On Wednesday September 7, 2012 a federal judge upheld the provision of the Arizona law that authorizes police to ask subjects for documentation on their immigration status when stopping them for other reasons. The “show me your papers” provision survived the US Supreme Court decision earlier this year that overturned most of the — to my mind — cynically named Support Our Law Enforcement and Safe Neighborhoods Act (introduced as Arizona Senate Bill 1070 and thus often referred to simply as Arizona SB 1070)
First: a quiz. Illegal immigration into the US is
The answer appears to be B, with a dash of C, according to Department of Homeland Security figures cited by the NY Times of March 24, 2012.
“About 11.5 million illegal immigrants were living in the United States in January 2011, a figure essentially unchanged from the 11.6 million in 2010, according to the latest estimates by the Department of Homeland Security, which were based on 2010 census figures. Georgia saw the greatest increase between 2000 and 2011, with the number of illegal immigrants there increasing by 95 percent to 440,000. The number of illegal immigrants in the country peaked in 2007 at 11.8 million, the demographers found, and has been declining.”
The Pew Trusts Hispanic Center announced on April 23, 2012 that net migration from Mexico to the United States had stopped and possibly even reversed. The center noted that from 2005 to 2010, about 1.4 million Mexicans immigrated to the United States, and about 1.4 million Mexican immigrants and their U.S.-born children moved from the United States to Mexico.
The Pew researchers estimate these states to have seen the largest declines in unauthorized immigrant population in 2008 and 2009:
- Florida: 675,000 illegal residents, down by 375,000.
- New York: 650,000 illegal residents, down by 150,000.
- Arizona: 375,000 illegal residents, down by 100,000.
- New Jersey: 475,000 illegal residents, down by 100,000.
- California: 2,550,000 illegal residents, down by 100,000.
By number of illegal residents per 100,000 population, the top 5 are California, Arizona, New Jersey, Florida, New York.
The data suggest that something is working in the federal government’s overall strategy on the US’s southern border, the point of entry from the vast majority of people entering the US illegally. Despite this obvious progress, fears about illegal immigration in several states continue to drive policy there and attacks on individuals. It has always been thus.
In earlier posts this blog cited the late, great historian Oscar Handlin who started out to study the impact of immigration on the history of the US only to discover that the story of immigration IS the history of the US. I believe the only waves of immigrants who received a warm welcome were the first English religious seekers in what became Salem, Plymouth and Boston, MA and Spanish conquerors in what is now Central and South America, much to the later horror and chagrin especially of the indigenous Algonquian and Incan societies. Every other group met official as well as social hostility and mistreatment along a spectrum of experiences, from enslavement to discrimination. So people in states who believe themselves impacted, for the worse and disproportionately, by illegal immigration should pause and take a deep breath. They and the people entering Arizona and other states are part of larger historical forces. As a nation we need to support one another toward fashioning the most effective and compassionate policy we can to manage immigration.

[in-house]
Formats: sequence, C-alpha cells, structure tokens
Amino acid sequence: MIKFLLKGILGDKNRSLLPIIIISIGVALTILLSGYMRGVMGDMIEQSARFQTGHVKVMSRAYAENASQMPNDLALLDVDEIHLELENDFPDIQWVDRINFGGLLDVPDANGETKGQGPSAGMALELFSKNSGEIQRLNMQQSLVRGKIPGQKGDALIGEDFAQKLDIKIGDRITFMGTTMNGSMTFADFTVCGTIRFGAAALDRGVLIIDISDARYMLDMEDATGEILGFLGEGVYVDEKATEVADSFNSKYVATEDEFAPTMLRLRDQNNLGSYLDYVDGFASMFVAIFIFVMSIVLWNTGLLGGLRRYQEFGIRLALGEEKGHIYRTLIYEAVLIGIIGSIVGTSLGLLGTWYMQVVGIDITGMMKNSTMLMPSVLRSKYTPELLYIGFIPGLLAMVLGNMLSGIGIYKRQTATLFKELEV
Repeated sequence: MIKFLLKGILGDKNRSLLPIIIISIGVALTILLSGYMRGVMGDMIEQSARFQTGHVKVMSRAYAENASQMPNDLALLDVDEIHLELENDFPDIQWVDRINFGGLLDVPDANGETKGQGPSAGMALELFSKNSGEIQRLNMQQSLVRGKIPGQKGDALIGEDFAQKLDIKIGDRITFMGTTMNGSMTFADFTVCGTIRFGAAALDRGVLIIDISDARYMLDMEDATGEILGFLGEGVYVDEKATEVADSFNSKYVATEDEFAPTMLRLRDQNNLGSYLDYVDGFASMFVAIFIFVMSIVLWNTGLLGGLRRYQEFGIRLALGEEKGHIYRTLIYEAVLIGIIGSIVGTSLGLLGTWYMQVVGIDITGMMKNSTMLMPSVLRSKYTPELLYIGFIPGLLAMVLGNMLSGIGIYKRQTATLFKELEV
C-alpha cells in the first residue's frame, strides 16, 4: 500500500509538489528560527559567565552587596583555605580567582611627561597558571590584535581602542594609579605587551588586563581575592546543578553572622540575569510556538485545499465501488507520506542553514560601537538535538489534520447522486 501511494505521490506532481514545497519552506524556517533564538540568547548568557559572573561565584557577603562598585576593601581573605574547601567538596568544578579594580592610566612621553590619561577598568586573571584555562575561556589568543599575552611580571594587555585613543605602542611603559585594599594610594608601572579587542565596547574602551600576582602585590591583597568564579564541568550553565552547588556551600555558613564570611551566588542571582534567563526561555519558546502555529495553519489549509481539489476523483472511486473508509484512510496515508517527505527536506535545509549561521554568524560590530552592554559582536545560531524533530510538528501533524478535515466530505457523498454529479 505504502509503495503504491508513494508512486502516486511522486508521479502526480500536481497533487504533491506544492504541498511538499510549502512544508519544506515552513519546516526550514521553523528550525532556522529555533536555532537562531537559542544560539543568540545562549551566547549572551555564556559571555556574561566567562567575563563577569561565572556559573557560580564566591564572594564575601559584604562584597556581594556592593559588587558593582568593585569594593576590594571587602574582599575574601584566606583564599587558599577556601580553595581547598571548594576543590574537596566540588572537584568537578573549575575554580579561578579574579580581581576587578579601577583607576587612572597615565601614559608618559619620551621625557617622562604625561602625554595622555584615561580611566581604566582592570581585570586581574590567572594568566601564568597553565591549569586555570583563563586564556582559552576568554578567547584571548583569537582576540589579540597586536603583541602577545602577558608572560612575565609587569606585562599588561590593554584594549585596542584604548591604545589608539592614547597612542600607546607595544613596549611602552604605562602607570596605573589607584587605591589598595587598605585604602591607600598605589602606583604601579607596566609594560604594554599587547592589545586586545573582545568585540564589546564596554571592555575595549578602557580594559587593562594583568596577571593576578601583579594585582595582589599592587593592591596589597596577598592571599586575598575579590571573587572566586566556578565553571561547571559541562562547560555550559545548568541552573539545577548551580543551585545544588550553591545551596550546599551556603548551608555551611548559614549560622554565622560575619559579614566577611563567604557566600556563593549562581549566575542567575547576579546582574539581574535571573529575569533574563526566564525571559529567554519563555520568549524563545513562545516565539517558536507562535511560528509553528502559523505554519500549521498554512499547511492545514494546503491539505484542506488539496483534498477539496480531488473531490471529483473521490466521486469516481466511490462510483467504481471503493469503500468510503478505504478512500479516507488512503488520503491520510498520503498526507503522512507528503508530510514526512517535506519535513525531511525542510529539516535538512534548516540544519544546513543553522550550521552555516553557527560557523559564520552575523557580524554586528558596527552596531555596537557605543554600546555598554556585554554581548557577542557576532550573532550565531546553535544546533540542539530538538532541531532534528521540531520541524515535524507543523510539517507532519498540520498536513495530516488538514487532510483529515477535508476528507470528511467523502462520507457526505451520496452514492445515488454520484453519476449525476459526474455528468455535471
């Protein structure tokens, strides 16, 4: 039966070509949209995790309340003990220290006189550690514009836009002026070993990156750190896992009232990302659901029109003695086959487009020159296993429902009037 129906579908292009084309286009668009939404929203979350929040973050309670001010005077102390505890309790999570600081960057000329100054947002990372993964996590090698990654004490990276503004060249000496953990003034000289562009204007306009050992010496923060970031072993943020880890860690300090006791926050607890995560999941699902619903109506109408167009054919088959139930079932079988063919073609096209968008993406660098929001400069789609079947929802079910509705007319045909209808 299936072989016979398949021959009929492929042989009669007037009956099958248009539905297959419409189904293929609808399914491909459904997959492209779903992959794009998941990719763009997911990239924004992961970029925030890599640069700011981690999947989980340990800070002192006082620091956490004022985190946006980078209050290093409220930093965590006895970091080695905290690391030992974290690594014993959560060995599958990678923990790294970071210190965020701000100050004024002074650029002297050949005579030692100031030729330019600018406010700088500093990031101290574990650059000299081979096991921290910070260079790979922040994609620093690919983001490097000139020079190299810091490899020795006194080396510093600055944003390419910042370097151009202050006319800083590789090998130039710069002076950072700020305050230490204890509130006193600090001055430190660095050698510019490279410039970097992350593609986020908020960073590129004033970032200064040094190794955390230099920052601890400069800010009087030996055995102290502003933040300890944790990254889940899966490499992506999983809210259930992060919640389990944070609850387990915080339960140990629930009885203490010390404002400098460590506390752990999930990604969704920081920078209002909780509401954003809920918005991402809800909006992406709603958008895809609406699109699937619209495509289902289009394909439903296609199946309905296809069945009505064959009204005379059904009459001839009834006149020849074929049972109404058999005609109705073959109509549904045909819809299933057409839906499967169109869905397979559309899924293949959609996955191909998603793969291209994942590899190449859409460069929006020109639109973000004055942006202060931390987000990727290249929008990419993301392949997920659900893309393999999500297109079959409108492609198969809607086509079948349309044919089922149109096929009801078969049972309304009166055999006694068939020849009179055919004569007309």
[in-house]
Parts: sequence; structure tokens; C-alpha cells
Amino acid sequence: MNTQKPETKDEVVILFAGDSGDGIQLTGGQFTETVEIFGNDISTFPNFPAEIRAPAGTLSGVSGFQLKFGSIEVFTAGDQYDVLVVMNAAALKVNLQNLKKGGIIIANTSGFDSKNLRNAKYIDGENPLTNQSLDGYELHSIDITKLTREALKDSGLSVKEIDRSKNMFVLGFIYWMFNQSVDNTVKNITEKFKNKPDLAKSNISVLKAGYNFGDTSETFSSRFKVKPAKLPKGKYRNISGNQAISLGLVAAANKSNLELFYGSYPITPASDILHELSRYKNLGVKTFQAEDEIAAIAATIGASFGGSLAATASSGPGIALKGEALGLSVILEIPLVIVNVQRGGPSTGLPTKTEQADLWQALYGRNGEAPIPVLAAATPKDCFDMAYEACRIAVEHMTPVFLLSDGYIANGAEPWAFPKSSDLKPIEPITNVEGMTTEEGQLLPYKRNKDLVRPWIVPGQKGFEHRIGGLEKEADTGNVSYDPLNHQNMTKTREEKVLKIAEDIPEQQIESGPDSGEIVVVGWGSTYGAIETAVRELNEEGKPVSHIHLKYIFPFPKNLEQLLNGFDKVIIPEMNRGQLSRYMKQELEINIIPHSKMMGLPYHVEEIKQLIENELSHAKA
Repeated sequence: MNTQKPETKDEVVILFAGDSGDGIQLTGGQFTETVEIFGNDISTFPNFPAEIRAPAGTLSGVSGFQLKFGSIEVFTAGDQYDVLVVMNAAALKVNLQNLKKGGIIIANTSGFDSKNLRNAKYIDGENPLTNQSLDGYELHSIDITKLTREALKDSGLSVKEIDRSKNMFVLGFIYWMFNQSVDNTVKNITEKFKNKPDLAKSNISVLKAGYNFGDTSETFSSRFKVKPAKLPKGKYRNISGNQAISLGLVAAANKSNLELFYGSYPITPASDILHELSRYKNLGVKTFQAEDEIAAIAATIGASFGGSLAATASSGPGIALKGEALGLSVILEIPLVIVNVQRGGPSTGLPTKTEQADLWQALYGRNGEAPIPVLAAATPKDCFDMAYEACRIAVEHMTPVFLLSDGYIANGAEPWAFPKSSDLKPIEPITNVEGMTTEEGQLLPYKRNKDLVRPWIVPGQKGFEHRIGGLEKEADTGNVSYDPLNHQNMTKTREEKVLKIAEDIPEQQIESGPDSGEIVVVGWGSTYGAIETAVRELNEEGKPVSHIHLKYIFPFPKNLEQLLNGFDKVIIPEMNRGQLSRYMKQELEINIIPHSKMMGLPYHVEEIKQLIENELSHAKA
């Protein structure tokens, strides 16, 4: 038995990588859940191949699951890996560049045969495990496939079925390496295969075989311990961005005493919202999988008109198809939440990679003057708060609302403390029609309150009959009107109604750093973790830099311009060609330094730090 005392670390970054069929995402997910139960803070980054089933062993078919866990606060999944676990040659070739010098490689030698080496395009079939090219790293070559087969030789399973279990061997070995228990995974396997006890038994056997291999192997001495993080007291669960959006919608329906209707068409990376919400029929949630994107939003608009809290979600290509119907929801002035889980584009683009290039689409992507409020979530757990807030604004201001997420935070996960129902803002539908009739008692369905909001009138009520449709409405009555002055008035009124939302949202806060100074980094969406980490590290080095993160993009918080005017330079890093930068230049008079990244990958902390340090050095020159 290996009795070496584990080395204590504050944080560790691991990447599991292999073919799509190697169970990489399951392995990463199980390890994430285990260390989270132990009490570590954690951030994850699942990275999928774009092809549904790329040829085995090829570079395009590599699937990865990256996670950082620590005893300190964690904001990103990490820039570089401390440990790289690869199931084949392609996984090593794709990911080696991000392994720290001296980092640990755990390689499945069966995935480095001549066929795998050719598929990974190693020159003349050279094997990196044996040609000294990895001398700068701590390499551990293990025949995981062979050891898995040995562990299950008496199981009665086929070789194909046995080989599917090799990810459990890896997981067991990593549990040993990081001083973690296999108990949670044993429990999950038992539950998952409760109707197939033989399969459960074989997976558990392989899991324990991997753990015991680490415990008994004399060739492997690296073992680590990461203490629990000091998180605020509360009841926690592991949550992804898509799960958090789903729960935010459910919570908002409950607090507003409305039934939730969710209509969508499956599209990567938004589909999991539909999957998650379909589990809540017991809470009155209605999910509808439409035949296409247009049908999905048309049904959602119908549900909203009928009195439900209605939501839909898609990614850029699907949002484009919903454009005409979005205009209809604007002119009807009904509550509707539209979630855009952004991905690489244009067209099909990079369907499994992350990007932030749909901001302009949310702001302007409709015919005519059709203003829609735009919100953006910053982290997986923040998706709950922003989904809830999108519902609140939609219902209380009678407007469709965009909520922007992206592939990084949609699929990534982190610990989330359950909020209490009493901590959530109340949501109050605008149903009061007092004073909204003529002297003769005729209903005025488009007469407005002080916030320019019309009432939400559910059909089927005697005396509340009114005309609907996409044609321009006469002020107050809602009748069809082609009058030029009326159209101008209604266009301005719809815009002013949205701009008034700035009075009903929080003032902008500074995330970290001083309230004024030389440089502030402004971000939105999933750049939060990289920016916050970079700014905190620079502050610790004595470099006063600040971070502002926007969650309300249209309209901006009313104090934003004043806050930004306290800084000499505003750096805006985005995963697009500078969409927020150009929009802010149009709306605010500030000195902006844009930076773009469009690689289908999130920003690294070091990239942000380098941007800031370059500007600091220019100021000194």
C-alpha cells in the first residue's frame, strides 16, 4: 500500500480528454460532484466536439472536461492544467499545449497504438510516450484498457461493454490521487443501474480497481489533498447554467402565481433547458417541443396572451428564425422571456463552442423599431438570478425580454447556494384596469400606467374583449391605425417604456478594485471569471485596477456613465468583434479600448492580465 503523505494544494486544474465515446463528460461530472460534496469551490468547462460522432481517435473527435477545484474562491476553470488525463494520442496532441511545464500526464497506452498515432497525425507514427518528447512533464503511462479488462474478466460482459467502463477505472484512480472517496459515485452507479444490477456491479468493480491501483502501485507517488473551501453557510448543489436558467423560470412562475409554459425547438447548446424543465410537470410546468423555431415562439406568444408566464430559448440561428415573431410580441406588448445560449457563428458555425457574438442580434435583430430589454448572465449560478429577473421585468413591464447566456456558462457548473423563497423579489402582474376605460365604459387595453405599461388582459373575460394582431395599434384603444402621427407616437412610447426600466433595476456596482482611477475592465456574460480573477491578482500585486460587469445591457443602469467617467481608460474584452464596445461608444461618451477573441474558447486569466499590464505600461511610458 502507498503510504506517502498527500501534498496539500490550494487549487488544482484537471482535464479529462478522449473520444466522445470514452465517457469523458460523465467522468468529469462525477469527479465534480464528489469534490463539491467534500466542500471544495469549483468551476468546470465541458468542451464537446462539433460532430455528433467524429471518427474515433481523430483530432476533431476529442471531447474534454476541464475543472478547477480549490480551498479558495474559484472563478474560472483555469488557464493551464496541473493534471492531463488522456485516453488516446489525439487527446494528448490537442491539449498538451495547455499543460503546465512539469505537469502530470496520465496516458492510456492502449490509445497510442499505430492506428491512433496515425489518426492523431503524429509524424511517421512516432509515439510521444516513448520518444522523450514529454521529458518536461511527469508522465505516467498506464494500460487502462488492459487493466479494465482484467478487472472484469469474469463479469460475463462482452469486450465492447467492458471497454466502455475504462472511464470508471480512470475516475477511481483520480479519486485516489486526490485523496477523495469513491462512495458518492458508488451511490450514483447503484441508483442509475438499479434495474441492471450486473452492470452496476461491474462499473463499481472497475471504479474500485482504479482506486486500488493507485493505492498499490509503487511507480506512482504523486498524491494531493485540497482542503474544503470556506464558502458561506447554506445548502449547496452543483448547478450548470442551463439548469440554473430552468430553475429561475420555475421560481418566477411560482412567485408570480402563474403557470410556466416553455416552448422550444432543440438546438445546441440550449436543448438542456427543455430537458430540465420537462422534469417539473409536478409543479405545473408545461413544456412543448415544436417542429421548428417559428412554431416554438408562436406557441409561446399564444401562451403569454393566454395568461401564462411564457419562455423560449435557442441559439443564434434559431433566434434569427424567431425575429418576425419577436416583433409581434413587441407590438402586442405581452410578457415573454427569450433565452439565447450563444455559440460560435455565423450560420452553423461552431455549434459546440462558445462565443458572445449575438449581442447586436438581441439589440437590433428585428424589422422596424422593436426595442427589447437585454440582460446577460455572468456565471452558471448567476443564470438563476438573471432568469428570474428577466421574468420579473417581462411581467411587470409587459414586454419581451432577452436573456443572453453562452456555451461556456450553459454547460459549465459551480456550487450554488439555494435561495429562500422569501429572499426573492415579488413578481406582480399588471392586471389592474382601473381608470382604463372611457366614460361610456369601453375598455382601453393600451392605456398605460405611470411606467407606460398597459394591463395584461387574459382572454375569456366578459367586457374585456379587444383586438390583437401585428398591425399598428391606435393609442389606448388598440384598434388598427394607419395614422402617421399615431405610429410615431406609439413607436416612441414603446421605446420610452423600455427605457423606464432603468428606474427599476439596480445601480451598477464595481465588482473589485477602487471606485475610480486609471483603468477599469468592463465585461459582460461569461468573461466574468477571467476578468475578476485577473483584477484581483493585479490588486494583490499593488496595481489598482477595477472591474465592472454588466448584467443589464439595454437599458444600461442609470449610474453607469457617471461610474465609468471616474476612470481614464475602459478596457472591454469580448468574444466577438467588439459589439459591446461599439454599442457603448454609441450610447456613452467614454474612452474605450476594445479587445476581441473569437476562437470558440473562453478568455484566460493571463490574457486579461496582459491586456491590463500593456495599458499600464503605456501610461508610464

The Legitimacy Cost
What does it cost us to turn municipal police into state security agents?
The first cost is in legitimacy. These law transform the police. They are no longer community-based problem-solvers authorized by law to uphold law and protect everyone without fear or favor. For people who LOOK LIKE IMMIGRANTS the police are to be avoided, dodged and feared. I capitalize the three words above because anyone could be an immigrant in the US. In my home state of Massachusetts even the poor Wampanoags, Passamaquoddy’s and other Native Americans can be mistaken for Latin or other ethnicity. And pass such a law in Mass. and a cop could spend her career asking for papers in Boston’s North End.
The larger cost to legitimacy is how the new laws distort and subvert the police mission. Everybody knows it’s not people from Galway and Palermo the cops will be told to prioritize but those from Mexico, El Salvador, etc.
I don’ t think we an afford this moral cost. It could make us bankrupt.
The Opportunity Cost
While police are forced to dedicate scarce resources to this new and perilous purpose of serving the state as security apparatchiks, what are they not doing? What is the community losing? What problems go unaddressed? What actual criminogenic forces are neglected in favor of chasing around people who LOOK LIKE IMMIGRANTS?
History teaches us that predators who are immigrants prey on their own. That’s certainly true in the first generation and seems to hold true over time. Wherever charity should begin serious crime always begins at home. While organized crime keeps the 95% of immigrant folks in terror and subjugation, the police response is to chase down the same innocent people to “show us your papers.”
Police in the US are by a large measure better than these policies. Police sensibilities are more refined and decent than those of the people who draft and pass these shameful laws.